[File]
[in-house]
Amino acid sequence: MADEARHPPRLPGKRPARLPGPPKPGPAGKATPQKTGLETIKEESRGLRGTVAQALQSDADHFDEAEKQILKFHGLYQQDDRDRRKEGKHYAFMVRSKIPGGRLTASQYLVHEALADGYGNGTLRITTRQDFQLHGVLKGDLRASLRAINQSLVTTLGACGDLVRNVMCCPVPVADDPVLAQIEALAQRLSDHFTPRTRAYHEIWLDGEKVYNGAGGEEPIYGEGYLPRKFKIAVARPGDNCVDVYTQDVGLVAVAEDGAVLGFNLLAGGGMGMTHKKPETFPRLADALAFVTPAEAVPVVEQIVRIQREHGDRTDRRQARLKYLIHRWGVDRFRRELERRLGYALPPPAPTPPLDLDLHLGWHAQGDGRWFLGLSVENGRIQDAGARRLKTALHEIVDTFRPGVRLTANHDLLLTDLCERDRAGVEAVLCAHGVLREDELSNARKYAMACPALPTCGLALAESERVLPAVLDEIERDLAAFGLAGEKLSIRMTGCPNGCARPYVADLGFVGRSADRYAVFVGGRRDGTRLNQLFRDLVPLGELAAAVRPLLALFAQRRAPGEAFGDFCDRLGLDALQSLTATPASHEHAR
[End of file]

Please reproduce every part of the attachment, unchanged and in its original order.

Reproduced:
[in-house]
Amino acid sequence: MADEARHPPRLPGKRPARLPGPPKPGPAGKATPQKTGLETIKEESRGLRGTVAQALQSDADHFDEAEKQILKFHGLYQQDDRDRRKEGKHYAFMVRSKIPGGRLTASQYLVHEALADGYGNGTLRITTRQDFQLHGVLKGDLRASLRAINQSLVTTLGACGDLVRNVMCCPVPVADDPVLAQIEALAQRLSDHFTPRTRAYHEIWLDGEKVYNGAGGEEPIYGEGYLPRKFKIAVARPGDNCVDVYTQDVGLVAVAEDGAVLGFNLLAGGGMGMTHKKPETFPRLADALAFVTPAEAVPVVEQIVRIQREHGDRTDRRQARLKYLIHRWGVDRFRRELERRLGYALPPPAPTPPLDLDLHLGWHAQGDGRWFLGLSVENGRIQDAGARRLKTALHEIVDTFRPGVRLTANHDLLLTDLCERDRAGVEAVLCAHGVLREDELSNARKYAMACPALPTCGLALAESERVLPAVLDEIERDLAAFGLAGEKLSIRMTGCPNGCARPYVADLGFVGRSADRYAVFVGGRRDGTRLNQLFRDLVPLGELAAAVRPLLALFAQRRAPGEAFGDFCDRLGLDALQSLTATPASHEHAR